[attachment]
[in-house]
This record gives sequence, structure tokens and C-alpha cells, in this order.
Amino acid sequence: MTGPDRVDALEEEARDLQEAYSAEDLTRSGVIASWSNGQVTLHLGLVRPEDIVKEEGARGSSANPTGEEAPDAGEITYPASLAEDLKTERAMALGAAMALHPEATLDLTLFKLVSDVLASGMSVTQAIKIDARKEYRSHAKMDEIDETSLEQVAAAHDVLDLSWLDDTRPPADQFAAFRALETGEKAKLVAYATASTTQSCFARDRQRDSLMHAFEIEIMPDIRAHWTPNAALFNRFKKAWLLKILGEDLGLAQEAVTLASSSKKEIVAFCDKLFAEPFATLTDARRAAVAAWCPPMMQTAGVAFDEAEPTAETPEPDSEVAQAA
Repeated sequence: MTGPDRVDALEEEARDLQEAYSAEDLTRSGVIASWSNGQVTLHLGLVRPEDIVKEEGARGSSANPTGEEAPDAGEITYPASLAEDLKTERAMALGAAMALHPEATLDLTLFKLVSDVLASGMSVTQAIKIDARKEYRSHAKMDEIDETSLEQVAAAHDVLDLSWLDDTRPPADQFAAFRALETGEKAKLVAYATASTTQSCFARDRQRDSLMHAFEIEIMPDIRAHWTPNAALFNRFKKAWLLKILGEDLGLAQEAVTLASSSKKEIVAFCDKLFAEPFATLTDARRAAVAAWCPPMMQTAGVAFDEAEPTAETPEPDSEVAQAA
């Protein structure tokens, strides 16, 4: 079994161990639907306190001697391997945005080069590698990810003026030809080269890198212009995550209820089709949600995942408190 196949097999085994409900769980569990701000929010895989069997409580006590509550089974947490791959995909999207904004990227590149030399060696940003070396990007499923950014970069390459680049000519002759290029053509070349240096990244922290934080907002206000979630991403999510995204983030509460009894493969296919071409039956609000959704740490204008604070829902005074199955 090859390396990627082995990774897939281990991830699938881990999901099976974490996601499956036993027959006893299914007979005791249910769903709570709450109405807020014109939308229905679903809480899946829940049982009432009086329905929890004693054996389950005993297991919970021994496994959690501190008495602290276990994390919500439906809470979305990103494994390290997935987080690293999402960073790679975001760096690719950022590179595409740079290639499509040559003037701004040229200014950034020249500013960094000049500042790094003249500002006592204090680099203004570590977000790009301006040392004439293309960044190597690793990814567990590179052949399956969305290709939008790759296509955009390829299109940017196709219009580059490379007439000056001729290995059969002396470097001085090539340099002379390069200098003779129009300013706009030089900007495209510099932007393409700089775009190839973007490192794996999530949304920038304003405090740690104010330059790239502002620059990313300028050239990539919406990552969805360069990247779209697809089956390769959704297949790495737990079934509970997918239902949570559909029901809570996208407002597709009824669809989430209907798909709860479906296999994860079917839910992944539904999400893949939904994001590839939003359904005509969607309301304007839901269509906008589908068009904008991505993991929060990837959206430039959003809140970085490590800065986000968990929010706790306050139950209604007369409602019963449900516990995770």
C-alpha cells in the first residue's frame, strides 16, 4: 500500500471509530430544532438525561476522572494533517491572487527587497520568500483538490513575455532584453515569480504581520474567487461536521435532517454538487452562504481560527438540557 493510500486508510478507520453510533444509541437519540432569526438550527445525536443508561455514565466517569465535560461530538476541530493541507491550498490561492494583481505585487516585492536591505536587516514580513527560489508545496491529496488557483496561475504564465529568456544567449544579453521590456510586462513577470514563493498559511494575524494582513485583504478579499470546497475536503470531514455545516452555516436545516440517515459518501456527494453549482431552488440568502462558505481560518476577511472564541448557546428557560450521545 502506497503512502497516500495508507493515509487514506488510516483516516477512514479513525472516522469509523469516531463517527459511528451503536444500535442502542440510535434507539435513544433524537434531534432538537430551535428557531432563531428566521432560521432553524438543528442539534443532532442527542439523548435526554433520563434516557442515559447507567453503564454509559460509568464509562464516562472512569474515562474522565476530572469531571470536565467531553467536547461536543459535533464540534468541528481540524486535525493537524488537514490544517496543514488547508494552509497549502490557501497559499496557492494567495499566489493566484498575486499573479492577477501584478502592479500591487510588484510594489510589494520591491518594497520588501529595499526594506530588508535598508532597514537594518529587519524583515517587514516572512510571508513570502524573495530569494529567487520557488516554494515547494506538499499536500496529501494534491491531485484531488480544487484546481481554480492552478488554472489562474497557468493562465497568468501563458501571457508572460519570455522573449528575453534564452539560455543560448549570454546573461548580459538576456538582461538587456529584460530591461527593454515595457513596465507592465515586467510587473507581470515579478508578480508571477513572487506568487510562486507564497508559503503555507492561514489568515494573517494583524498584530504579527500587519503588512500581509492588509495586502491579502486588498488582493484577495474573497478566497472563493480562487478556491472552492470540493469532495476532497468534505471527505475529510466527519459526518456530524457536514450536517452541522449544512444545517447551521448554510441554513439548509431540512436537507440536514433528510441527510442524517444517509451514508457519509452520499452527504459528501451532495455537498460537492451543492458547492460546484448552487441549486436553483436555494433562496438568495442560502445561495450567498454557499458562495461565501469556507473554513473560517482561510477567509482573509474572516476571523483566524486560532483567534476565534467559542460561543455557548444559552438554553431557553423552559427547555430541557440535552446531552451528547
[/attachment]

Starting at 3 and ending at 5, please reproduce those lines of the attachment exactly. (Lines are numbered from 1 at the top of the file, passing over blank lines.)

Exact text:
Amino acid sequence: MTGPDRVDALEEEARDLQEAYSAEDLTRSGVIASWSNGQVTLHLGLVRPEDIVKEEGARGSSANPTGEEAPDAGEITYPASLAEDLKTERAMALGAAMALHPEATLDLTLFKLVSDVLASGMSVTQAIKIDARKEYRSHAKMDEIDETSLEQVAAAHDVLDLSWLDDTRPPADQFAAFRALETGEKAKLVAYATASTTQSCFARDRQRDSLMHAFEIEIMPDIRAHWTPNAALFNRFKKAWLLKILGEDLGLAQEAVTLASSSKKEIVAFCDKLFAEPFATLTDARRAAVAAWCPPMMQTAGVAFDEAEPTAETPEPDSEVAQAA
Repeated sequence: MTGPDRVDALEEEARDLQEAYSAEDLTRSGVIASWSNGQVTLHLGLVRPEDIVKEEGARGSSANPTGEEAPDAGEITYPASLAEDLKTERAMALGAAMALHPEATLDLTLFKLVSDVLASGMSVTQAIKIDARKEYRSHAKMDEIDETSLEQVAAAHDVLDLSWLDDTRPPADQFAAFRALETGEKAKLVAYATASTTQSCFARDRQRDSLMHAFEIEIMPDIRAHWTPNAALFNRFKKAWLLKILGEDLGLAQEAVTLASSSKKEIVAFCDKLFAEPFATLTDARRAAVAAWCPPMMQTAGVAFDEAEPTAETPEPDSEVAQAA
């Protein structure tokens, strides 16, 4: 079994161990639907306190001697391997945005080069590698990810003026030809080269890198212009995550209820089709949600995942408190 196949097999085994409900769980569990701000929010895989069997409580006590509550089974947490791959995909999207904004990227590149030399060696940003070396990007499923950014970069390459680049000519002759290029053509070349240096990244922290934080907002206000979630991403999510995204983030509460009894493969296919071409039956609000959704740490204008604070829902005074199955 090859390396990627082995990774897939281990991830699938881990999901099976974490996601499956036993027959006893299914007979005791249910769903709570709450109405807020014109939308229905679903809480899946829940049982009432009086329905929890004693054996389950005993297991919970021994496994959690501190008495602290276990994390919500439906809470979305990103494994390290997935987080690293999402960073790679975001760096690719950022590179595409740079290639499509040559003037701004040229200014950034020249500013960094000049500042790094003249500002006592204090680099203004570590977000790009301006040392004439293309960044190597690793990814567990590179052949399956969305290709939008790759296509955009390829299109940017196709219009580059490379007439000056001729290995059969002396470097001085090539340099002379390069200098003779129009300013706009030089900007495209510099932007393409700089775009190839973007490192794996999530949304920038304003405090740690104010330059790239502002620059990313300028050239990539919406990552969805360069990247779209697809089956390769959704297949790495737990079934509970997918239902949570559909029901809570996208407002597709009824669809989430209907798909709860479906296999994860079917839910992944539904999400893949939904994001590839939003359904005509969607309301304007839901269509906008589908068009904008991505993991929060990837959206430039959003809140970085490590800065986000968990929010706790306050139950209604007369409602019963449900516990995770």